Black folks also have a tendency to act as though White folks always had unlimited money and opportunity to invest in taking over control of virtually the entire world. We use this presumption as an excuse for not doing what we need to and MUST do if we are to change our condition for the better. The White race started out with fewer resources to do what they did, than Black folks had to do what we needed to do. The fundamental difference is one of RESOLVE. White folks are resolute about whatever interests them; Black folks tend to be philosophical or rhetorical. White folks are never satisfied until they have obtained the object of their desires; Black folks satisfy ourselves by talking the thing to death! White folks practice achieving their goals and objectives “by ANY means necessary; Black folks are satisfied to quote Malcolm X in this critical regard. White folks prioritize what they want, then commit themselves and whatever resources they can muster to accomplishing what it is they desire. Black folks talk about all the wonderful things we need and want, but we’re all too busy to apply the effort and resources that would be required to gain them. We all have day jobs which presumably consume all our time and energy that might otherwise go toward the “Cause” of our Race; the result is that we have only rhetoric and ‘hot-air’ to devote to the uplift of our people. There is no one to blame for that situation but ourselves! There is no comfort-zone from which one can bring about revolutionary change. Someone has to give up something, and the more people willing to make whatever sacrifices are called for, the greater the potential for success. The reverse is also true: the fewer people willing to prioritize a Cause, the more certain it is to fail.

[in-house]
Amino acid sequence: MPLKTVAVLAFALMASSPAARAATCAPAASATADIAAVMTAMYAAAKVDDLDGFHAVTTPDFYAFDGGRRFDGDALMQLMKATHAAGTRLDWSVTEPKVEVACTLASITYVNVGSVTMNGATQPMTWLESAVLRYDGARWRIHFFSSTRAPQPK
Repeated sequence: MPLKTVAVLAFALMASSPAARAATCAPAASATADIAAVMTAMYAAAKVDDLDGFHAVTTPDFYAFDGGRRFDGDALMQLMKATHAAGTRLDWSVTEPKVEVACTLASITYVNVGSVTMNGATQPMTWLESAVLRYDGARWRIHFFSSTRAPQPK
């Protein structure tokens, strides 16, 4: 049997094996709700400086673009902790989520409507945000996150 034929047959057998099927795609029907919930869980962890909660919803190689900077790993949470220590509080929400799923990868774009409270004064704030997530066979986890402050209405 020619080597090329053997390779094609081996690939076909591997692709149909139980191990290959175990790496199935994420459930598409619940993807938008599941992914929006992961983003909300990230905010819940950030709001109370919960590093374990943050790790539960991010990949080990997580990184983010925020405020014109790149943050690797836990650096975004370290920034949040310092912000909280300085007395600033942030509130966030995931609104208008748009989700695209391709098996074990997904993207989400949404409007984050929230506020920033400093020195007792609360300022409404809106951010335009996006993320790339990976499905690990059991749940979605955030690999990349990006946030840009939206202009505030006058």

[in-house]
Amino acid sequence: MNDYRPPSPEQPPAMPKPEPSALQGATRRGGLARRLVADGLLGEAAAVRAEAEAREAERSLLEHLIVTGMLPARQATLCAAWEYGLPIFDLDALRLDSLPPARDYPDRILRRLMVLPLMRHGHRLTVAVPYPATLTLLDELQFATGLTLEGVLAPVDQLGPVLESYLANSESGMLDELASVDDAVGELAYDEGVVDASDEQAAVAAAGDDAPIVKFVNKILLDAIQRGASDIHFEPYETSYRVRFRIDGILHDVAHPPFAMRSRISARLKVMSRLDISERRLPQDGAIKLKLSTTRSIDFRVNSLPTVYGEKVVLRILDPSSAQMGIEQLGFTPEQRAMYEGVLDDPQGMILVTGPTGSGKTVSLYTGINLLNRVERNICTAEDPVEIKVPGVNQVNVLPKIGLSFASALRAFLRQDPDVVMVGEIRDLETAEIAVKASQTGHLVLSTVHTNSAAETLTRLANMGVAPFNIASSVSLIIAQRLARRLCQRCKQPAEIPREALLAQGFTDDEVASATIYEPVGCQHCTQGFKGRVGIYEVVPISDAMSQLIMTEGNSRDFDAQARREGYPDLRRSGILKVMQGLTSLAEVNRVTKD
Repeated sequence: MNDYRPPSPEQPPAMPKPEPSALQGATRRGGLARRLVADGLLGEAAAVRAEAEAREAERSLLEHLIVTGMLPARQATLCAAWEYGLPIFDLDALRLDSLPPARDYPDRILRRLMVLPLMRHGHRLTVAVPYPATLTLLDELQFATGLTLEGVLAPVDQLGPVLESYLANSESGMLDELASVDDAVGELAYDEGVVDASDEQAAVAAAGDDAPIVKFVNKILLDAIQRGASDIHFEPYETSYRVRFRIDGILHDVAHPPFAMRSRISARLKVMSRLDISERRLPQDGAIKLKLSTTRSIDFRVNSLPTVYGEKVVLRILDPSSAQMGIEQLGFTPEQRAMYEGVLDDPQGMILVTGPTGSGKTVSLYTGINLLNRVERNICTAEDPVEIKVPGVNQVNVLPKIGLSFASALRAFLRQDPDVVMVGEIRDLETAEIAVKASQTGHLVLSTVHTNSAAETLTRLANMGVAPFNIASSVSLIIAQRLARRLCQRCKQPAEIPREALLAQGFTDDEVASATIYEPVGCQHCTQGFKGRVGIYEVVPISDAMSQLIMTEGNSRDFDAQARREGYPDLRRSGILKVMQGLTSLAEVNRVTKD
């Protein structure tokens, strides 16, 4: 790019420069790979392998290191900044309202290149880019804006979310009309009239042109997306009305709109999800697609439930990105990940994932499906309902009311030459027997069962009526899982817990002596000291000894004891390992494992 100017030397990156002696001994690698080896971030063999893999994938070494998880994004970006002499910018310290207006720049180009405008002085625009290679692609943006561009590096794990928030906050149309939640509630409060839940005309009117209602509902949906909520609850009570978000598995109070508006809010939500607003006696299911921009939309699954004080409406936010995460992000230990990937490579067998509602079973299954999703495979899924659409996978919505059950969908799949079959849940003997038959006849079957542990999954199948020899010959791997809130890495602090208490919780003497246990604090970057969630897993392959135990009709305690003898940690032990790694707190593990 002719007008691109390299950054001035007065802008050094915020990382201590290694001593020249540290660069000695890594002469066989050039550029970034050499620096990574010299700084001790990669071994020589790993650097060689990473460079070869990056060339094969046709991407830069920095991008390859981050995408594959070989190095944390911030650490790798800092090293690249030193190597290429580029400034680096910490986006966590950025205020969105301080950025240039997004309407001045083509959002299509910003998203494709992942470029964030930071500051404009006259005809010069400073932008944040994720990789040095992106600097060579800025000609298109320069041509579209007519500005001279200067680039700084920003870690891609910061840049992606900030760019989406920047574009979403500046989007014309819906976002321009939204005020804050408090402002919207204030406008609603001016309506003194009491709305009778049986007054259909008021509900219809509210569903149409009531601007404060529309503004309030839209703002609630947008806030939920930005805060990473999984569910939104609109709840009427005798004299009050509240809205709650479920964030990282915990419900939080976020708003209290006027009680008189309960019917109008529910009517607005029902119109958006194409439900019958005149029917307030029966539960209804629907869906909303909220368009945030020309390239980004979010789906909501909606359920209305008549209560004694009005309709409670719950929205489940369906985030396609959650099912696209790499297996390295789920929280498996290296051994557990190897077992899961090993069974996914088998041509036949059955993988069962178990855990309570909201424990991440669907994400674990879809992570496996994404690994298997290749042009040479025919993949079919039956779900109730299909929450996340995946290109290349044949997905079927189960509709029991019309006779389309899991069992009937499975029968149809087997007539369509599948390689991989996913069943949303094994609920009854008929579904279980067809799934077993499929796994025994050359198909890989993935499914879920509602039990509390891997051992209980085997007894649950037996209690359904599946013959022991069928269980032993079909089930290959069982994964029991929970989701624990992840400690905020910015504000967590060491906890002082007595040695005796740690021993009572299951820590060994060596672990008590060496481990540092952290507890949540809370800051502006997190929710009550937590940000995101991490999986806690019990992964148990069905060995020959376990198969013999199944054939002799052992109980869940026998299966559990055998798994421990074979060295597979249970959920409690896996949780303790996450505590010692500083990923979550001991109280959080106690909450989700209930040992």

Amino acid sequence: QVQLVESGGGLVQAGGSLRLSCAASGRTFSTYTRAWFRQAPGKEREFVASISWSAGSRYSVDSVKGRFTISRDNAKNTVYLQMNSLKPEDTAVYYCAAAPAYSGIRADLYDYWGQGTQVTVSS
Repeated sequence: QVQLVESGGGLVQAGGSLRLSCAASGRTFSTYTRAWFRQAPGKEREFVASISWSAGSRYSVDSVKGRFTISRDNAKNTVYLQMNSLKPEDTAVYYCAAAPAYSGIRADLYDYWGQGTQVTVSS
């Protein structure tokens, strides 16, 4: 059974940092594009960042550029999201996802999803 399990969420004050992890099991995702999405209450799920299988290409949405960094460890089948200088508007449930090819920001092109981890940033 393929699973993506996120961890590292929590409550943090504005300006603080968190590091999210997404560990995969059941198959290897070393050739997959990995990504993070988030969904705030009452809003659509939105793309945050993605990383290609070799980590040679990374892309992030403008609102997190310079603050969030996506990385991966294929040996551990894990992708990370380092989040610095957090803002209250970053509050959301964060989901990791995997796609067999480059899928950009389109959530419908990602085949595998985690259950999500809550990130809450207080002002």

Jim Clingman’s call for Black Nationalists to come to Cincinnati on December 9, 2006 was rooted in our increasing dissatisfaction with the “leadership” being provided our people by the traditional integrationist and assimilationist spokespersons of national stature. Inherent in our response to that call was the presumption that WE could and would provide a better quality and greater quantity of relevant leadership for our people. Venus Williams, the tennis superstar was informed after a difficult match recently, that an expert commentator in the studio had suggested that she needed to “come-to-the-net” more often during the game, and by doing so she would fare much better. Venus’ response was that there is a world of difference between offering commentary from the comfort of the studio, and playing against an opponent on the court. Perhaps the position we Nationalists have enjoyed on the sidelines watching integrationists and assimilationists play the game of racial politics has reduced and conditioned us to the role of commentators about the game as it is being played by others, much like the tennis commentator’s status vis-à-vis Sister Williams. Perhaps we were too quick to condemn the assimilationists from our comfortable positions on the sidelines where we had no obligation to do anything ourselves. Perhaps we failed to consider what all might be involved in providing leadership ourselves as opposed to commentating on the leadership being provided by others. However, suffice to say: Ignorance is no excuse.
Whether I like it or not, there is plenty of reason to question whether Black Nationalists are “ready-for-prime-time” as far as the need for effective Black leadership is concerned. As our elders used to say: “The proof of the pudding is in the eating!” The Movement to Bring Back Black offers Nationalists an opportunity to step-up-to-the-plate and presents ourselves and our credentials as candidates to supplant what Brother Saadiq Mance refers to as “Pleadership” being engaged in by our assimilationist opposites. If for ANY reason we are not up to that task, it is better that we refrain from condemning the pleaders for doing the only thing they know how to do, and that is, plead for a better break for our people from the White supremacist powers-that-be. Being too busy doing our various “day-jobs’ cannot be used as an excuse. Integrationists have day jobs too, they get paid to plead for relief, and they are convinced that is the only hope for Black people in racist America. If we believe otherwise, it is our responsibility to make our own case and get the job done – ALL excuses aside!
We ALL have day jobs doing something; so what else is new?